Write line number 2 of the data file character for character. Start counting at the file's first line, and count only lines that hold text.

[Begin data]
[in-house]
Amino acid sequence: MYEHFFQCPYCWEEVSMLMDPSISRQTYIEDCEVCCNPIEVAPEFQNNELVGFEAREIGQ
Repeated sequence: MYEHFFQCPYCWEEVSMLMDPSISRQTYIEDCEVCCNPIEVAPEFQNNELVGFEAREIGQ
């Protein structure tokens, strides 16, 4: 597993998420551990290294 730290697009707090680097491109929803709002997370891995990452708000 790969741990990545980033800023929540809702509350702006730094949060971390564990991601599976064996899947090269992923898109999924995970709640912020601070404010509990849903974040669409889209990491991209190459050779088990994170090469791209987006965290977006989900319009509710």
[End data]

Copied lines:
Amino acid sequence: MYEHFFQCPYCWEEVSMLMDPSISRQTYIEDCEVCCNPIEVAPEFQNNELVGFEAREIGQ